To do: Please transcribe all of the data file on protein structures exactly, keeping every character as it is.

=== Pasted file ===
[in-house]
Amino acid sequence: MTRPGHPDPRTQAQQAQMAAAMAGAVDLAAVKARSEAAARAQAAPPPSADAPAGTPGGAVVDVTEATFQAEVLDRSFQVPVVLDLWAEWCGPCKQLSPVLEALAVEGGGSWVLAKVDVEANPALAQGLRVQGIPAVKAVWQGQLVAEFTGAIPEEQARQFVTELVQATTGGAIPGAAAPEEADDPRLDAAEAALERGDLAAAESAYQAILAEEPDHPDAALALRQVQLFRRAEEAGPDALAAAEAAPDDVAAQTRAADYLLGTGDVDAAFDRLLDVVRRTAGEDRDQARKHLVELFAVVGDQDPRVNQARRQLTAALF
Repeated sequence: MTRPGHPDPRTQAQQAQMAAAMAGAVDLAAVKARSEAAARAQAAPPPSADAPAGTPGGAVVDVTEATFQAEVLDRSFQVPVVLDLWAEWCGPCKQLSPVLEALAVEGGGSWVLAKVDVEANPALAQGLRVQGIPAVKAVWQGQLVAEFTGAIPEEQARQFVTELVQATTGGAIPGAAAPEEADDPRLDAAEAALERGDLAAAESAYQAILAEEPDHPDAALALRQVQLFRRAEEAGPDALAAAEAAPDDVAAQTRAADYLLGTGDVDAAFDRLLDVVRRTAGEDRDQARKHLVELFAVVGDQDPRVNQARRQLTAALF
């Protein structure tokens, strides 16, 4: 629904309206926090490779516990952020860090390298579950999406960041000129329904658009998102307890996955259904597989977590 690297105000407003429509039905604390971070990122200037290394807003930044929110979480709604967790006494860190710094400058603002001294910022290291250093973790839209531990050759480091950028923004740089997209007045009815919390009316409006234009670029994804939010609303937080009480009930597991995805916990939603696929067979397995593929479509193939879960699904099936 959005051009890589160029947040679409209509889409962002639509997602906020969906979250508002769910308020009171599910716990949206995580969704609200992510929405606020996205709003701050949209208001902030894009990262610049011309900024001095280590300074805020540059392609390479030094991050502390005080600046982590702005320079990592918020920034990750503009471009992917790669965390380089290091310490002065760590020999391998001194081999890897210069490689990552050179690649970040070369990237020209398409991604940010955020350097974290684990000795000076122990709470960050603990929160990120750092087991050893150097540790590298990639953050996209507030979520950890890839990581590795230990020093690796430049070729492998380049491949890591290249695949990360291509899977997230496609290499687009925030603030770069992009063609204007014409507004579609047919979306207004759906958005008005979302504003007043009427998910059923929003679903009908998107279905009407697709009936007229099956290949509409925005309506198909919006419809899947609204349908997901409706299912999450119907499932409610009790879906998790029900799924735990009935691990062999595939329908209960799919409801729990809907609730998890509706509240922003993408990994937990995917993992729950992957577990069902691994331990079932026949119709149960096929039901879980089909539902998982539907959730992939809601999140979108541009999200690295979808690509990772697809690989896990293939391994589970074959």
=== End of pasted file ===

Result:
[in-house]
Amino acid sequence: MTRPGHPDPRTQAQQAQMAAAMAGAVDLAAVKARSEAAARAQAAPPPSADAPAGTPGGAVVDVTEATFQAEVLDRSFQVPVVLDLWAEWCGPCKQLSPVLEALAVEGGGSWVLAKVDVEANPALAQGLRVQGIPAVKAVWQGQLVAEFTGAIPEEQARQFVTELVQATTGGAIPGAAAPEEADDPRLDAAEAALERGDLAAAESAYQAILAEEPDHPDAALALRQVQLFRRAEEAGPDALAAAEAAPDDVAAQTRAADYLLGTGDVDAAFDRLLDVVRRTAGEDRDQARKHLVELFAVVGDQDPRVNQARRQLTAALF
Repeated sequence: MTRPGHPDPRTQAQQAQMAAAMAGAVDLAAVKARSEAAARAQAAPPPSADAPAGTPGGAVVDVTEATFQAEVLDRSFQVPVVLDLWAEWCGPCKQLSPVLEALAVEGGGSWVLAKVDVEANPALAQGLRVQGIPAVKAVWQGQLVAEFTGAIPEEQARQFVTELVQATTGGAIPGAAAPEEADDPRLDAAEAALERGDLAAAESAYQAILAEEPDHPDAALALRQVQLFRRAEEAGPDALAAAEAAPDDVAAQTRAADYLLGTGDVDAAFDRLLDVVRRTAGEDRDQARKHLVELFAVVGDQDPRVNQARRQLTAALF
């Protein structure tokens, strides 16, 4: 629904309206926090490779516990952020860090390298579950999406960041000129329904658009998102307890996955259904597989977590 690297105000407003429509039905604390971070990122200037290394807003930044929110979480709604967790006494860190710094400058603002001294910022290291250093973790839209531990050759480091950028923004740089997209007045009815919390009316409006234009670029994804939010609303937080009480009930597991995805916990939603696929067979397995593929479509193939879960699904099936 959005051009890589160029947040679409209509889409962002639509997602906020969906979250508002769910308020009171599910716990949206995580969704609200992510929405606020996205709003701050949209208001902030894009990262610049011309900024001095280590300074805020540059392609390479030094991050502390005080600046982590702005320079990592918020920034990750503009471009992917790669965390380089290091310490002065760590020999391998001194081999890897210069490689990552050179690649970040070369990237020209398409991604940010955020350097974290684990000795000076122990709470960050603990929160990120750092087991050893150097540790590298990639953050996209507030979520950890890839990581590795230990020093690796430049070729492998380049491949890591290249695949990360291509899977997230496609290499687009925030603030770069992009063609204007014409507004579609047919979306207004759906958005008005979302504003007043009427998910059923929003679903009908998107279905009407697709009936007229099956290949509409925005309506198909919006419809899947609204349908997901409706299912999450119907499932409610009790879906998790029900799924735990009935691990062999595939329908209960799919409801729990809907609730998890509706509240922003993408990994937990995917993992729950992957577990069902691994331990079932026949119709149960096929039901879980089909539902998982539907959730992939809601999140979108541009999200690295979808690509990772697809690989896990293939391994589970074959």